With just two albums and four years under their belts since signing with Sparrow Records, the lads of Sanctus Real have already tasted more critical and popular success than most groups do over the course of their entire careers. Their major-label debut, Say It Loud, netted the Toledo foursome two Dove nominations, Best New Artist honors from CCM Magazine and the highest first-week sales figures for any debut rock album in the Sparrow catalog. And rightly so, given its irresistible amalgamation of guitar-driven classic rock and tuneful modern pop. Likewise, the five Top 20 songs from the Modern Rock Album of the Year-winning sophomore outing, Fight the Tide, were most surely a product of that record's heightened musical and lyrical diversity and the band's escalating proficiency with studio technology.
While many a thriving quartet would have been content to stick with that which brought them to the present point, a good portion of The Face of Love points to a group determined to take the proverbial road less traveled. The magnificently wistful tone of the mesmerizing, indie-pop-inclined album opener, "I'm Not Alright," is a noticeable sidestep to the bristling, arena-ready pop/rock textures of the first two efforts. The ethereal Coldplay-tinged title track marks a similarly pronounced detour from the All That You Can't Leave Behind-era U2 which inspired Loud and Tide. And songs like "Possibilities" and "Don't Give Up" serve up just enough less-than-obvious chord progressions and tempo variations to distinguish them from the songs on the first two releases.
Its admirable stylistic depth notwithstanding, the new album manages to catch fire only intermittently. Tracks like "Thank You" and "Fly" sound like they were recorded very early in the morning by a band not fully awake. The likewise lackluster "Where We Belong" features most of the outward accoutrements that rendered previous radio singles like "Everything About You" and the U2 cover, "Beautiful Day," so appealing, but lacks those songs' buoyancy and underlying sense of conviction. Indeed, even when front man Matt Hammitt delivers his vocals at a near shout, the music behind him only rarely goes beyond sounding politely subdued.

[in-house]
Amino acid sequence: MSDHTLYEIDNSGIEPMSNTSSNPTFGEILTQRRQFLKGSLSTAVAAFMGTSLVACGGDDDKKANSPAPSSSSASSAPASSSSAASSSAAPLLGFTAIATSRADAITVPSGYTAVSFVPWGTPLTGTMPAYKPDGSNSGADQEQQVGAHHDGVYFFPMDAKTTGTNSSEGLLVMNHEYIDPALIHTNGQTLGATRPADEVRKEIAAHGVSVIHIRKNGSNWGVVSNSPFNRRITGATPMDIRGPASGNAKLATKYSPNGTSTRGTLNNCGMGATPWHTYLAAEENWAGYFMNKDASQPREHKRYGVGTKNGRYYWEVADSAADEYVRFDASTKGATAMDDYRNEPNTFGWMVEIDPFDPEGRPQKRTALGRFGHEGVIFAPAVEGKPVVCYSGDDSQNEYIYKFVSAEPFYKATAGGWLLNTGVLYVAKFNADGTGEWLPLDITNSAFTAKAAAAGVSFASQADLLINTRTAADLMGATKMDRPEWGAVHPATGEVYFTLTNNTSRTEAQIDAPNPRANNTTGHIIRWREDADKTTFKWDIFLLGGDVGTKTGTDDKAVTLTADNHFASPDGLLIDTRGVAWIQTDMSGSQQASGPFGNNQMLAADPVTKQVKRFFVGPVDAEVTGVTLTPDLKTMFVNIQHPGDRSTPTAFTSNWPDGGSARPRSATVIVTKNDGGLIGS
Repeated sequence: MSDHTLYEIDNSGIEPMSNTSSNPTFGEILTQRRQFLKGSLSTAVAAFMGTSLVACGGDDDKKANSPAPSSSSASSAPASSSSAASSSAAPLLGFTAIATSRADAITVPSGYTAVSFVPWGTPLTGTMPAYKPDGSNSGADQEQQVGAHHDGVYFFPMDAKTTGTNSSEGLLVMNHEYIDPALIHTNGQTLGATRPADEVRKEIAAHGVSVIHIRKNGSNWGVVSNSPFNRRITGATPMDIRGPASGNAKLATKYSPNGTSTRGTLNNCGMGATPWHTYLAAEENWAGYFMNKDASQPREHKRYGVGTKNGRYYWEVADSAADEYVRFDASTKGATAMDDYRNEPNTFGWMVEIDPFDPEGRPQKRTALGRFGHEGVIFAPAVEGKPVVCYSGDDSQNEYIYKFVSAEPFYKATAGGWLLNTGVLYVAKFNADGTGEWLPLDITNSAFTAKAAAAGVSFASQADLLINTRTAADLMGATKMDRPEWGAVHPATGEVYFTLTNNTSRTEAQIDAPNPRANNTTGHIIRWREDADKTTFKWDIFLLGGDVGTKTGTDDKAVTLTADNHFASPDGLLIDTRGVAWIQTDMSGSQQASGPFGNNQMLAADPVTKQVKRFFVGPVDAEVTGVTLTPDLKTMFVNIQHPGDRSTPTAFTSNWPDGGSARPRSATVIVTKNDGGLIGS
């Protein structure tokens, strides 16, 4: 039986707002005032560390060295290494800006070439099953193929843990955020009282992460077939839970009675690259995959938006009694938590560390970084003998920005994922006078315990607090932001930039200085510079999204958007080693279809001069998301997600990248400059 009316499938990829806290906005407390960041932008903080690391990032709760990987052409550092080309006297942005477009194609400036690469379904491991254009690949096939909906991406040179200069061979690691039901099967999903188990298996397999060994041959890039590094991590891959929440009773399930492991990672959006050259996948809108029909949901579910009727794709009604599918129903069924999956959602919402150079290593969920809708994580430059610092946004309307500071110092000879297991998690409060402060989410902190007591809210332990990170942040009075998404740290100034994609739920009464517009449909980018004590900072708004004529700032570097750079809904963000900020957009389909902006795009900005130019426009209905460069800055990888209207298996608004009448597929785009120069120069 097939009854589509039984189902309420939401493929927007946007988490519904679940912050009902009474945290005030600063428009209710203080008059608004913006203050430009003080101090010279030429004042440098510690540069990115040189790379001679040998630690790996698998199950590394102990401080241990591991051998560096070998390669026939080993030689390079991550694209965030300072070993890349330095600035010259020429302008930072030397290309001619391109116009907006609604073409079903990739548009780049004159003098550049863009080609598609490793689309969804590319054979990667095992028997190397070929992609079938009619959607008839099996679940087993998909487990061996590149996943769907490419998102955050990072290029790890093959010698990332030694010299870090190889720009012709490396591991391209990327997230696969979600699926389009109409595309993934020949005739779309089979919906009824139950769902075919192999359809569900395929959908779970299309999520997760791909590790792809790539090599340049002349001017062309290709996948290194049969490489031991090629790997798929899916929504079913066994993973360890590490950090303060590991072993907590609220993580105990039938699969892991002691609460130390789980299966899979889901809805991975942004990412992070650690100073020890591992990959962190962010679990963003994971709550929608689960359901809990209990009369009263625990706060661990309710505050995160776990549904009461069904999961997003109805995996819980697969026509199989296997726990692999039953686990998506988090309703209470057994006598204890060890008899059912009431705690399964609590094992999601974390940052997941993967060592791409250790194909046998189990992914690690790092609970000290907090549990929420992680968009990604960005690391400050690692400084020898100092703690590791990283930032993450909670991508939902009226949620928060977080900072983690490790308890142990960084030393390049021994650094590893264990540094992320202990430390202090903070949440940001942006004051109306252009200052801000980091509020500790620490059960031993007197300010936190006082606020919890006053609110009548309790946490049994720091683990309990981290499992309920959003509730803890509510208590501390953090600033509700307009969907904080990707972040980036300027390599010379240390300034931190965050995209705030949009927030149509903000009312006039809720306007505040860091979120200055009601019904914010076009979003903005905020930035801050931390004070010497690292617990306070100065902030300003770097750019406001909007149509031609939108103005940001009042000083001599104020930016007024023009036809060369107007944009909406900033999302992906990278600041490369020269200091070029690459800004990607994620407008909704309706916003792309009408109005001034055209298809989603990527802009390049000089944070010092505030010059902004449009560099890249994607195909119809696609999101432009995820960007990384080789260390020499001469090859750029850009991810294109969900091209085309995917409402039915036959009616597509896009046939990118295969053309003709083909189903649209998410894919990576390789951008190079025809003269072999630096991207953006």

Lyrically, the album is similarly patchy. The gripping leadoff cut, "I'm Not Alright," ("Can I lose my need to impress / If you want the truth / I need to confess") is blessed with a refreshingly stark forthrightness. The language of the title song ("I may not know the shape of your face / But I can feel your heart changing mine") is equally heartfelt and sublime. Elsewhere, though, the clever wordplay of songs such as "Eloquent" (I'm as eloquent as an elephant / About as head strong as the mighty King Kong) borders on the precious. And cuts like "Don't Give Up" (Don't give up on love / And throw it all away) and "Possibilities" (Remember the day / We ran away / We drove through the night / To those big city lights), while encouraging enough in their outlook, still come up short thanks to their clichéd wording.
In fairness, the circumstances surrounding the creation of the third release were less than ideal (bassist Steve Goodrum exited the band after the second album, and drummer Mark Graalman's father died in early 2005). Likewise, even though the lion's share of the new project comes across as somewhat listless, songs like "I'm Not Alright" are instilled with a piercing sense of longing that renders them among the group's most affecting works to date. Love's experimental nature strips it of much of the infectious melodicism that made Loud and Tide such winning affairs. That said, hats off to Hammitt and his colleagues for shaking things up a bit rather than playing it safe and turning out a carbon copy of the first two releases. A difficult record to marvel at, The Face of Love is, at the same time, an easy one to admire.